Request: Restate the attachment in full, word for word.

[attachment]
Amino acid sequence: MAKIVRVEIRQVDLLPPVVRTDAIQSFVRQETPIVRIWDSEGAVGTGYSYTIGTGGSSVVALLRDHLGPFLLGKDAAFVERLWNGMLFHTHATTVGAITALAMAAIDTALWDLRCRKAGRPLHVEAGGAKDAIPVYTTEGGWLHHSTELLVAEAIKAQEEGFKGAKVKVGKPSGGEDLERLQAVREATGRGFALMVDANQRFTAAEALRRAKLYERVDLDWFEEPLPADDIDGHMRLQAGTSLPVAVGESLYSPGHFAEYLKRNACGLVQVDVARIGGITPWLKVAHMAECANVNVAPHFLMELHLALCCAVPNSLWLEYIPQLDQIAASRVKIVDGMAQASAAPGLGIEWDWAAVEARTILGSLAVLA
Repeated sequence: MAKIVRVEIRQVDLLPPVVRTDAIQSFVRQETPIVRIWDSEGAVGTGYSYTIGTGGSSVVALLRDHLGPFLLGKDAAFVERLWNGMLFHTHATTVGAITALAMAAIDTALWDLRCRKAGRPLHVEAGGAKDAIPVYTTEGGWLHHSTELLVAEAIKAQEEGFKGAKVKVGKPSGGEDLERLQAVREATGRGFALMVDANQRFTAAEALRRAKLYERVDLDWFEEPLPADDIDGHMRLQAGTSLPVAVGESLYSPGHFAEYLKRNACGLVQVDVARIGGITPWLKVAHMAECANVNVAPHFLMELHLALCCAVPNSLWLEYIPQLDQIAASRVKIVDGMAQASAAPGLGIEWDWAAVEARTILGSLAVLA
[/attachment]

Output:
Amino acid sequence: MAKIVRVEIRQVDLLPPVVRTDAIQSFVRQETPIVRIWDSEGAVGTGYSYTIGTGGSSVVALLRDHLGPFLLGKDAAFVERLWNGMLFHTHATTVGAITALAMAAIDTALWDLRCRKAGRPLHVEAGGAKDAIPVYTTEGGWLHHSTELLVAEAIKAQEEGFKGAKVKVGKPSGGEDLERLQAVREATGRGFALMVDANQRFTAAEALRRAKLYERVDLDWFEEPLPADDIDGHMRLQAGTSLPVAVGESLYSPGHFAEYLKRNACGLVQVDVARIGGITPWLKVAHMAECANVNVAPHFLMELHLALCCAVPNSLWLEYIPQLDQIAASRVKIVDGMAQASAAPGLGIEWDWAAVEARTILGSLAVLA
Repeated sequence: MAKIVRVEIRQVDLLPPVVRTDAIQSFVRQETPIVRIWDSEGAVGTGYSYTIGTGGSSVVALLRDHLGPFLLGKDAAFVERLWNGMLFHTHATTVGAITALAMAAIDTALWDLRCRKAGRPLHVEAGGAKDAIPVYTTEGGWLHHSTELLVAEAIKAQEEGFKGAKVKVGKPSGGEDLERLQAVREATGRGFALMVDANQRFTAAEALRRAKLYERVDLDWFEEPLPADDIDGHMRLQAGTSLPVAVGESLYSPGHFAEYLKRNACGLVQVDVARIGGITPWLKVAHMAECANVNVAPHFLMELHLALCCAVPNSLWLEYIPQLDQIAASRVKIVDGMAQASAAPGLGIEWDWAAVEARTILGSLAVLA